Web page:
National Healthcare Centre 10
Zebra® Patient ID Wristbands Dramatically Improve Patient Safety at Italian Health Authority
The National Healthcare Centre 10 in Florence is the most important health authority in the city. It is spread across six different locations in Tuscany (Santa Maria Nuova, Nuovo Ospedale San Giovanni di Dio, Santa Maria Annunziata, Serristori, Nuovo Ospedale del Mugello) and the Istituto Ortopedico Toscano.
This Italian health authority has more than 1400 beds, along with over 7900 doctors, medical attendants, administrative and support staff who all treat 145,000 patients annually.
The National Healthcare Centre 10 in Florence is dedicated to safeguarding patients during their treatment at any of its facilities. As a result the Florence authority, together with seven other healthcare centres in Tuscany (Careggi, Empoli, Grosseto and Siena) organised a patient identification campaign which was fully supported by the Regional Centre for Clinical Risk Management.
The Regional Centre for Clinical Risk Management is responsible for identifying key health service areas that need improving. 2.6% of laboratory errors stem from incorrect patient identification, while 67% of blood transfusion errors are linked to the using the wrong blood components. Key factors in accident and emergency (A&E) medicine are: unique patient characteristics (e.g. foreign patients with complicated names), time dependant medical procedures, a change of hospital staff during patients' treatments and the completion of multiple cases during the same surgery session.
Key to all these errors was the inability to correctly identify the treatment. Therefore it was necessary to build and implement a technology solution that could guarantee correct patient identification as well as improve communication between medical staff.
Run by Zebra's Premier Partner in Florence, the project's first phase focused on clarifying the best instruments for optimising patient identification. A survey was carried out to identify benefits and challanges to a range of solutions used in other hospitals including: the Gemelli Hospital in Rome, the Niguarda Hospital in Milan and the Manzoni Hospital in Lecco.
Following the research, Zebra Z-Band® Direct thermal wristbands and desktop thermal printers LP 2824-Z™ were the ideal solution. Key to this decision, and at the core of the evaluation criteria were: reliability, total cost of ownership, traceability of information, impact on the operator's work and patient acceptability. The Zebra® wristbands met all these needs and were installed in the A&E ward of Nuovo Ospedale del Mugello in Borgo San Lorenzo.
At this point, all patients admitted through the A&E ward receive an identification wristband with an information sheet explaining its use and its advantages. Each wristband contains personal data (full name, place and date of birth, gender, tax code) and health information (personal allergies, existing medication details or prior medical conditions - such as diabetes).
The wristband is a key tool in eradicating clinical errors. Key areas where the certainity of patient identity is critcial include: doctor's examination, therapy prescription, drug administration, patient preparation for clinical tests and before blood transfusions. Furthermore, the wristband helps identify the patient when moving them to and from operating theatres, between different wards and for administration purposes.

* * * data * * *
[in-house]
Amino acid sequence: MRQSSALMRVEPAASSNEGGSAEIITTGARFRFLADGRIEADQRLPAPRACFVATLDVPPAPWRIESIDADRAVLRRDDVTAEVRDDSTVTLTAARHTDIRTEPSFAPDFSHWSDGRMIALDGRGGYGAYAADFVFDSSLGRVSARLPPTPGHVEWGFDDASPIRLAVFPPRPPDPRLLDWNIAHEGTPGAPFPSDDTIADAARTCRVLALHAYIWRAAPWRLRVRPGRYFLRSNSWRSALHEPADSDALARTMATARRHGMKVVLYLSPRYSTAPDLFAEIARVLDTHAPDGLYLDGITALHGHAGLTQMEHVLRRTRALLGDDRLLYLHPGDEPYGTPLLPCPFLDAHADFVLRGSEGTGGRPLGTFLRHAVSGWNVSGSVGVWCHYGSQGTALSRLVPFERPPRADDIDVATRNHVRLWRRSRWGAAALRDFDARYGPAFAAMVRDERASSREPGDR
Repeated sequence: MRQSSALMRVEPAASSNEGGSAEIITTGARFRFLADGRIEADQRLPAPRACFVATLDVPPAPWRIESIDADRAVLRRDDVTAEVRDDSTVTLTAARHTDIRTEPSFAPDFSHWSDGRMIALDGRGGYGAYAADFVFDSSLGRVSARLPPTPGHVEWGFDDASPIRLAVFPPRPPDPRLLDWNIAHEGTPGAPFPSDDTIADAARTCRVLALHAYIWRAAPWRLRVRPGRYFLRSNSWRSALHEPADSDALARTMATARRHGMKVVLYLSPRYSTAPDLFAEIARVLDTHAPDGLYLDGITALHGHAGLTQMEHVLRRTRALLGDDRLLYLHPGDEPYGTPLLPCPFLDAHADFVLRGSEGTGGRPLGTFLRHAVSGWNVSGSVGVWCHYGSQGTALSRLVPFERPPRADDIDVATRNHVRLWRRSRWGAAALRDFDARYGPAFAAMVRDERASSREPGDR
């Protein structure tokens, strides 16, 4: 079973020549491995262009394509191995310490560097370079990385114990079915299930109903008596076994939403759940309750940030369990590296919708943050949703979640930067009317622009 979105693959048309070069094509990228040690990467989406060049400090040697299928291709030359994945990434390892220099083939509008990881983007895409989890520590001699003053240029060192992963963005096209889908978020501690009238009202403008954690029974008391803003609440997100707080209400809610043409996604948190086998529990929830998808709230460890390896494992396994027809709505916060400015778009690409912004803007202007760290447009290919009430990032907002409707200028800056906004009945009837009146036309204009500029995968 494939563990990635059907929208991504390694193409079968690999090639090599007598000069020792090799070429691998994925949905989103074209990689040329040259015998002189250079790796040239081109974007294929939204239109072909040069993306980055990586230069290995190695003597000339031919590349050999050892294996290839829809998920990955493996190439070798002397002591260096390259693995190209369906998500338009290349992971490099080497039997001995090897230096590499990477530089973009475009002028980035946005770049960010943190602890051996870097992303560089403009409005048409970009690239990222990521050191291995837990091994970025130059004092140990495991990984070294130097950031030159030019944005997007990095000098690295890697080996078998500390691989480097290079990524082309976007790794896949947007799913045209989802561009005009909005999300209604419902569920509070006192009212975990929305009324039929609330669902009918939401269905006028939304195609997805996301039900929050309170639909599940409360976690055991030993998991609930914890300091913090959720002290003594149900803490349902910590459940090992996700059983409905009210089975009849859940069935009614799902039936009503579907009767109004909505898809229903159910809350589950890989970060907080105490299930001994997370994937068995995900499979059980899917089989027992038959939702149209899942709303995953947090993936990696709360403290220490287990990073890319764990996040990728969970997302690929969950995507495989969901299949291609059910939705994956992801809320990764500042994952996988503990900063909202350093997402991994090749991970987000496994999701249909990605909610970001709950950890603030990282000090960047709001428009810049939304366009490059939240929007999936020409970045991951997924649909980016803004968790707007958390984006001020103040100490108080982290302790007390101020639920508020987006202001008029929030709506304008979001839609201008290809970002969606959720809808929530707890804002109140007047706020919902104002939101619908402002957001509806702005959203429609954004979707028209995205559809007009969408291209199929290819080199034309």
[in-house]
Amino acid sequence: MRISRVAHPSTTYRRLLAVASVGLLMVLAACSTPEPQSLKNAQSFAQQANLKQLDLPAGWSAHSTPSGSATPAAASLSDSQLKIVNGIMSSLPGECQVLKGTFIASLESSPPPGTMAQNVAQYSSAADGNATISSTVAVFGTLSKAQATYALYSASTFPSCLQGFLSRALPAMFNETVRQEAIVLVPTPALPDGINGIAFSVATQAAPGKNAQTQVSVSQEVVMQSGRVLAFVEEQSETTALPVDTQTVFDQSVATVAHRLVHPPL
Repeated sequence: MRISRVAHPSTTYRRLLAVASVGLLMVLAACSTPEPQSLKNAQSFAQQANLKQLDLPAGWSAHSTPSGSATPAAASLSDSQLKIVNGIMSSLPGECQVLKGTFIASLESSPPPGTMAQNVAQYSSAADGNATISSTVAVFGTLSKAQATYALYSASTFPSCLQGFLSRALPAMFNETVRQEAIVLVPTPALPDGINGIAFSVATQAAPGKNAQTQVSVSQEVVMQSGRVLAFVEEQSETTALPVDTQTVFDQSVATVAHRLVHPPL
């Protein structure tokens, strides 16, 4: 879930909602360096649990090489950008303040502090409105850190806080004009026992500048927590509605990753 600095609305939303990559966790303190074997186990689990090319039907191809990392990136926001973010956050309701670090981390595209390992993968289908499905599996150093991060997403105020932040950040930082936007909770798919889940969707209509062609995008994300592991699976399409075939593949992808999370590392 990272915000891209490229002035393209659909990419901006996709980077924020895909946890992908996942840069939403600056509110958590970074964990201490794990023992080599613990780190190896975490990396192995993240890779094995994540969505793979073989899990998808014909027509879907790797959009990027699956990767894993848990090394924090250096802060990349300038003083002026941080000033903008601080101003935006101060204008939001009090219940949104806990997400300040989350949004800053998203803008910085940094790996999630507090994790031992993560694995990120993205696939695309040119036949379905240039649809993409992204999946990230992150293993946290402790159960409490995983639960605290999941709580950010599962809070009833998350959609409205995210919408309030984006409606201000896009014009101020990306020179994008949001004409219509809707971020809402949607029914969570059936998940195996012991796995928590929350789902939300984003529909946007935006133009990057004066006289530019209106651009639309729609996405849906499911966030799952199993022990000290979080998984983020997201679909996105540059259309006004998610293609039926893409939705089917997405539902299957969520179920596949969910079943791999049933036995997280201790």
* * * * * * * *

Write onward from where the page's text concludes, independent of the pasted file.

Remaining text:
Thanks to their ease of use, Zebra® wristbands have been readily accepted by both patients and staff. In the future, when this technology is deployed across all hospital wards, it's very likely that we will use barcode wristbands which can hold more information. Also thanks to the use of an electronic device they're now able to improve patient safety even more.
During the 3-month trail, more than 68,000 wristbands were used. The trial's results prove that patients are more than happy to use the wristbands which they understood to have safety benefits. Many were pleased to see the introduction of the wristbands. 90% of staff interviewed during the trial highlighted that the wristbands proved to be particularly valuable when patients were unable to identify themselves. The wristbands were seen to be especially useful when taking patients for diagnostic tests (43%), during therapy (37%) and prior to carrying out blood transfusions (33%).
Furthermore, thanks to Zebra® wristbands, research carried out alongside the trial has shown that using them has prevented 220 mistaken identity cases (62 incidences of mistaken identity when moving patients, 54 incidents of misdiagnoses, 50 cases of incorrect treatment being administered, 30 deliveries of the wrong blood type and 24 surgical errors). These products have almost certainly saved several lives and tens of thousands of Euros.
The project's main objective was best practice definition for correct patient identification, in addition to producing a comprehensive guide for the implementation of such technology across the health authority. The aim was to identify the benchmarks and the necessary conditions for a computerised management system, involving all the healthcare services in Tuscany.
"I'm one of the key supporters of this project at regional and national level and I'm extremely satisfied with the results of this trial," said Dr. Francesco Venneri, head of Operative Emergency Surgery Wards and Clinical Risk manager of the National Healthcare Centre n.10 in Florence. "Thanks to their ease of use, Zebra® wristbands have been readily accepted by both patients and staff. In the future, when this technology is deployed across all hospital wards, it's very likely that we will use barcode wristbands which can hold more information. Also thanks to the use of an electronic device they're now able to improve patient safety even more."